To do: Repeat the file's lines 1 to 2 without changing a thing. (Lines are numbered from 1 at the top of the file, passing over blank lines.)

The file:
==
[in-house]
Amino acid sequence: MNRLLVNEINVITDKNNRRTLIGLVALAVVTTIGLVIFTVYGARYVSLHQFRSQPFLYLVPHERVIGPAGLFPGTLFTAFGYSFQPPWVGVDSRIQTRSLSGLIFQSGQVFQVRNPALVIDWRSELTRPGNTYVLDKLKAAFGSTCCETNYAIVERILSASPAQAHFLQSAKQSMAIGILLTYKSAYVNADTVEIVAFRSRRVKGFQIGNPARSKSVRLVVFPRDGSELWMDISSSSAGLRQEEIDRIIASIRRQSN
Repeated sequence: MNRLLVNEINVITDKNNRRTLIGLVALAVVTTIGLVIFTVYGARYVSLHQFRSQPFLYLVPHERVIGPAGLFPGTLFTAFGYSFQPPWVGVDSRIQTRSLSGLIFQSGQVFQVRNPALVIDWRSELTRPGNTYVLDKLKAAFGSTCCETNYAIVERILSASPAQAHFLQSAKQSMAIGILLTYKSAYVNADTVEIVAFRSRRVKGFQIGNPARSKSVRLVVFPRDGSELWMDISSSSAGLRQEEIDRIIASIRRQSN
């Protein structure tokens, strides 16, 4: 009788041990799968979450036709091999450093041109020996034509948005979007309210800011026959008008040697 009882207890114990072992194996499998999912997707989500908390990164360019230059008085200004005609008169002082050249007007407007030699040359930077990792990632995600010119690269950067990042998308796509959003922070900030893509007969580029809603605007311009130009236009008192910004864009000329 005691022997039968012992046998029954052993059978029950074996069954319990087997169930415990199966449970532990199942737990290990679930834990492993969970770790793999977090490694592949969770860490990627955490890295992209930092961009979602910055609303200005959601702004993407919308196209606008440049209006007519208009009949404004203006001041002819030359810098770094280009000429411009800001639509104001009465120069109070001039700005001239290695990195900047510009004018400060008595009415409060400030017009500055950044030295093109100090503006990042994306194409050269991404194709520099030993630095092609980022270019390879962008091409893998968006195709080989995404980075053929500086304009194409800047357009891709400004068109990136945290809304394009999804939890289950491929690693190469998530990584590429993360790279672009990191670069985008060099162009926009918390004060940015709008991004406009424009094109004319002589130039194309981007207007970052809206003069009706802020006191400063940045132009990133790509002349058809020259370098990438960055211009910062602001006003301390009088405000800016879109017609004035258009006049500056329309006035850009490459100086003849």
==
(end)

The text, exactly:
[in-house]
Amino acid sequence: MNRLLVNEINVITDKNNRRTLIGLVALAVVTTIGLVIFTVYGARYVSLHQFRSQPFLYLVPHERVIGPAGLFPGTLFTAFGYSFQPPWVGVDSRIQTRSLSGLIFQSGQVFQVRNPALVIDWRSELTRPGNTYVLDKLKAAFGSTCCETNYAIVERILSASPAQAHFLQSAKQSMAIGILLTYKSAYVNADTVEIVAFRSRRVKGFQIGNPARSKSVRLVVFPRDGSELWMDISSSSAGLRQEEIDRIIASIRRQSN